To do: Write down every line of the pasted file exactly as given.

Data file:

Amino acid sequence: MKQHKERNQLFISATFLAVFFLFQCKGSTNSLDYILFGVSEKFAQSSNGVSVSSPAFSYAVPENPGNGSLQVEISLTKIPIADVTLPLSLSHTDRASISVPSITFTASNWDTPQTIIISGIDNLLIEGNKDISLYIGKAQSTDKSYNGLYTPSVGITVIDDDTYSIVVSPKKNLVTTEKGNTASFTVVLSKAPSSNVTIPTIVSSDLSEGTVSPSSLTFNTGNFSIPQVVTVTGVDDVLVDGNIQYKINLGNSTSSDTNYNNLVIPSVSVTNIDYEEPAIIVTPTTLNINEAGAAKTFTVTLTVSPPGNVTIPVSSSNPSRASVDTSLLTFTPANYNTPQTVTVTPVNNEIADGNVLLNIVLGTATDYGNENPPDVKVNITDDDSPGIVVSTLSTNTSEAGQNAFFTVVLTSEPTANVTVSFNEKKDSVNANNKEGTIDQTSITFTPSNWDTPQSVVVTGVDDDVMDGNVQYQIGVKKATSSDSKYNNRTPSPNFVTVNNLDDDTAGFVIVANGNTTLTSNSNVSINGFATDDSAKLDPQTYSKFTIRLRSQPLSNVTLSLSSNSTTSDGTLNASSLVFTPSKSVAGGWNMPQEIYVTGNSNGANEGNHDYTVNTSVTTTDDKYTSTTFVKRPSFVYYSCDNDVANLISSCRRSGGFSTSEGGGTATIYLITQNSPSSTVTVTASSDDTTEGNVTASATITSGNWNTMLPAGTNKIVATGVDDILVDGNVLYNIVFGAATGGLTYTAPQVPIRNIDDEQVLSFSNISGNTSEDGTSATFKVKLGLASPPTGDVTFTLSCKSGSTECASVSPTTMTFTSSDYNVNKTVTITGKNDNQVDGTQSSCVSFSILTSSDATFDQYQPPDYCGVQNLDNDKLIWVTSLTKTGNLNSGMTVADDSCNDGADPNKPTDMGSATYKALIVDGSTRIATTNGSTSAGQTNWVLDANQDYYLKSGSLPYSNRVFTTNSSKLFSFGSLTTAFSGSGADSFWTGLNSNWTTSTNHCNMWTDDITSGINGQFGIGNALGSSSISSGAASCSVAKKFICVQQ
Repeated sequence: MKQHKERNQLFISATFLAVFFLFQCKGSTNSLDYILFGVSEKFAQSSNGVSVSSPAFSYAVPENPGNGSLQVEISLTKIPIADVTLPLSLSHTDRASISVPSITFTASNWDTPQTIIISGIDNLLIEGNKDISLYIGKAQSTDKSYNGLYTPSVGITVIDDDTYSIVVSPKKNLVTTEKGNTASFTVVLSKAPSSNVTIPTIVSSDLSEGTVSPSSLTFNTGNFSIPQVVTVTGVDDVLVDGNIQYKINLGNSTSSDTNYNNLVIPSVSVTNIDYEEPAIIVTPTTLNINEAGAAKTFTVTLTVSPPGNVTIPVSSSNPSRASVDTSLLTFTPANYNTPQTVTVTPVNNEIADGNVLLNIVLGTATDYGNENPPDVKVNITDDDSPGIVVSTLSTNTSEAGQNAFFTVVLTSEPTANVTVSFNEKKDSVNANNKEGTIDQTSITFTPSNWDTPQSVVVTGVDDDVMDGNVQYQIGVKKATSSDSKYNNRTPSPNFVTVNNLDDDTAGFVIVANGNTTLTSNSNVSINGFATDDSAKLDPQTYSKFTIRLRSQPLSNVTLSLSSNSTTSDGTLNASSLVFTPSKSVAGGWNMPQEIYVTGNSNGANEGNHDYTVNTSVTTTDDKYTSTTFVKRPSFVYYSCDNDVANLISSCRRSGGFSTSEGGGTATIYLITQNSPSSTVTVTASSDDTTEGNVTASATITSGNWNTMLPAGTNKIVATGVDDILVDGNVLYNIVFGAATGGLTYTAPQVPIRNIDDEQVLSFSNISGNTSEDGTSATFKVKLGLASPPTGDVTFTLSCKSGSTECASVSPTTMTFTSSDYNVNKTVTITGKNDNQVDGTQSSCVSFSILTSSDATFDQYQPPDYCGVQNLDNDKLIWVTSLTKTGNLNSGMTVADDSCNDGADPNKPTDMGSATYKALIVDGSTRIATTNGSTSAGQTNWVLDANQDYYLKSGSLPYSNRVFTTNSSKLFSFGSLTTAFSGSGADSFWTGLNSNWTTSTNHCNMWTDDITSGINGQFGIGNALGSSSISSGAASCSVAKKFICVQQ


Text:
Amino acid sequence: MKQHKERNQLFISATFLAVFFLFQCKGSTNSLDYILFGVSEKFAQSSNGVSVSSPAFSYAVPENPGNGSLQVEISLTKIPIADVTLPLSLSHTDRASISVPSITFTASNWDTPQTIIISGIDNLLIEGNKDISLYIGKAQSTDKSYNGLYTPSVGITVIDDDTYSIVVSPKKNLVTTEKGNTASFTVVLSKAPSSNVTIPTIVSSDLSEGTVSPSSLTFNTGNFSIPQVVTVTGVDDVLVDGNIQYKINLGNSTSSDTNYNNLVIPSVSVTNIDYEEPAIIVTPTTLNINEAGAAKTFTVTLTVSPPGNVTIPVSSSNPSRASVDTSLLTFTPANYNTPQTVTVTPVNNEIADGNVLLNIVLGTATDYGNENPPDVKVNITDDDSPGIVVSTLSTNTSEAGQNAFFTVVLTSEPTANVTVSFNEKKDSVNANNKEGTIDQTSITFTPSNWDTPQSVVVTGVDDDVMDGNVQYQIGVKKATSSDSKYNNRTPSPNFVTVNNLDDDTAGFVIVANGNTTLTSNSNVSINGFATDDSAKLDPQTYSKFTIRLRSQPLSNVTLSLSSNSTTSDGTLNASSLVFTPSKSVAGGWNMPQEIYVTGNSNGANEGNHDYTVNTSVTTTDDKYTSTTFVKRPSFVYYSCDNDVANLISSCRRSGGFSTSEGGGTATIYLITQNSPSSTVTVTASSDDTTEGNVTASATITSGNWNTMLPAGTNKIVATGVDDILVDGNVLYNIVFGAATGGLTYTAPQVPIRNIDDEQVLSFSNISGNTSEDGTSATFKVKLGLASPPTGDVTFTLSCKSGSTECASVSPTTMTFTSSDYNVNKTVTITGKNDNQVDGTQSSCVSFSILTSSDATFDQYQPPDYCGVQNLDNDKLIWVTSLTKTGNLNSGMTVADDSCNDGADPNKPTDMGSATYKALIVDGSTRIATTNGSTSAGQTNWVLDANQDYYLKSGSLPYSNRVFTTNSSKLFSFGSLTTAFSGSGADSFWTGLNSNWTTSTNHCNMWTDDITSGINGQFGIGNALGSSSISSGAASCSVAKKFICVQQ
Repeated sequence: MKQHKERNQLFISATFLAVFFLFQCKGSTNSLDYILFGVSEKFAQSSNGVSVSSPAFSYAVPENPGNGSLQVEISLTKIPIADVTLPLSLSHTDRASISVPSITFTASNWDTPQTIIISGIDNLLIEGNKDISLYIGKAQSTDKSYNGLYTPSVGITVIDDDTYSIVVSPKKNLVTTEKGNTASFTVVLSKAPSSNVTIPTIVSSDLSEGTVSPSSLTFNTGNFSIPQVVTVTGVDDVLVDGNIQYKINLGNSTSSDTNYNNLVIPSVSVTNIDYEEPAIIVTPTTLNINEAGAAKTFTVTLTVSPPGNVTIPVSSSNPSRASVDTSLLTFTPANYNTPQTVTVTPVNNEIADGNVLLNIVLGTATDYGNENPPDVKVNITDDDSPGIVVSTLSTNTSEAGQNAFFTVVLTSEPTANVTVSFNEKKDSVNANNKEGTIDQTSITFTPSNWDTPQSVVVTGVDDDVMDGNVQYQIGVKKATSSDSKYNNRTPSPNFVTVNNLDDDTAGFVIVANGNTTLTSNSNVSINGFATDDSAKLDPQTYSKFTIRLRSQPLSNVTLSLSSNSTTSDGTLNASSLVFTPSKSVAGGWNMPQEIYVTGNSNGANEGNHDYTVNTSVTTTDDKYTSTTFVKRPSFVYYSCDNDVANLISSCRRSGGFSTSEGGGTATIYLITQNSPSSTVTVTASSDDTTEGNVTASATITSGNWNTMLPAGTNKIVATGVDDILVDGNVLYNIVFGAATGGLTYTAPQVPIRNIDDEQVLSFSNISGNTSEDGTSATFKVKLGLASPPTGDVTFTLSCKSGSTECASVSPTTMTFTSSDYNVNKTVTITGKNDNQVDGTQSSCVSFSILTSSDATFDQYQPPDYCGVQNLDNDKLIWVTSLTKTGNLNSGMTVADDSCNDGADPNKPTDMGSATYKALIVDGSTRIATTNGSTSAGQTNWVLDANQDYYLKSGSLPYSNRVFTTNSSKLFSFGSLTTAFSGSGADSFWTGLNSNWTTSTNHCNMWTDDITSGINGQFGIGNALGSSSISSGAASCSVAKKFICVQQ